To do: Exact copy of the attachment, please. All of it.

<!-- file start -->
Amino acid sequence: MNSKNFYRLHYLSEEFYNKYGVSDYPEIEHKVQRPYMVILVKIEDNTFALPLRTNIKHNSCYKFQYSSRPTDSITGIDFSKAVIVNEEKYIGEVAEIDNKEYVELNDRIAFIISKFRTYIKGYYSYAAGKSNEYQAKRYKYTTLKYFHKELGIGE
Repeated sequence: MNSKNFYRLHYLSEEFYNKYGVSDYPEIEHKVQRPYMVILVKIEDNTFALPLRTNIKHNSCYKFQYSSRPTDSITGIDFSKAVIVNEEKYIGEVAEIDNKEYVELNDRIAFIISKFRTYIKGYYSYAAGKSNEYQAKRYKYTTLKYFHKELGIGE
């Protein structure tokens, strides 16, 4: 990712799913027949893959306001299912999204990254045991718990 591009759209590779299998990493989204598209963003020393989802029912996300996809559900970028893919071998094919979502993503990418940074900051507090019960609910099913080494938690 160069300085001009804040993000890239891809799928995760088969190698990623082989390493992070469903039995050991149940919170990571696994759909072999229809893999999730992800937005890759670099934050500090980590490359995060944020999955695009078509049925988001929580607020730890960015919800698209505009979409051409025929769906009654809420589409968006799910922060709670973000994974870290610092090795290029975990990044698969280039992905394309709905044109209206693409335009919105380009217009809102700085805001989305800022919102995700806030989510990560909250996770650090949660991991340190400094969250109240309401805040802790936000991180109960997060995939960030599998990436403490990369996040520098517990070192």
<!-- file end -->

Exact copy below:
Amino acid sequence: MNSKNFYRLHYLSEEFYNKYGVSDYPEIEHKVQRPYMVILVKIEDNTFALPLRTNIKHNSCYKFQYSSRPTDSITGIDFSKAVIVNEEKYIGEVAEIDNKEYVELNDRIAFIISKFRTYIKGYYSYAAGKSNEYQAKRYKYTTLKYFHKELGIGE
Repeated sequence: MNSKNFYRLHYLSEEFYNKYGVSDYPEIEHKVQRPYMVILVKIEDNTFALPLRTNIKHNSCYKFQYSSRPTDSITGIDFSKAVIVNEEKYIGEVAEIDNKEYVELNDRIAFIISKFRTYIKGYYSYAAGKSNEYQAKRYKYTTLKYFHKELGIGE
């Protein structure tokens, strides 16, 4: 990712799913027949893959306001299912999204990254045991718990 591009759209590779299998990493989204598209963003020393989802029912996300996809559900970028893919071998094919979502993503990418940074900051507090019960609910099913080494938690 160069300085001009804040993000890239891809799928995760088969190698990623082989390493992070469903039995050991149940919170990571696994759909072999229809893999999730992800937005890759670099934050500090980590490359995060944020999955695009078509049925988001929580607020730890960015919800698209505009979409051409025929769906009654809420589409968006799910922060709670973000994974870290610092090795290029975990990044698969280039992905394309709905044109209206693409335009919105380009217009809102700085805001989305800022919102995700806030989510990560909250996770650090949660991991340190400094969250109240309401805040802790936000991180109960997060995939960030599998990436403490990369996040520098517990070192």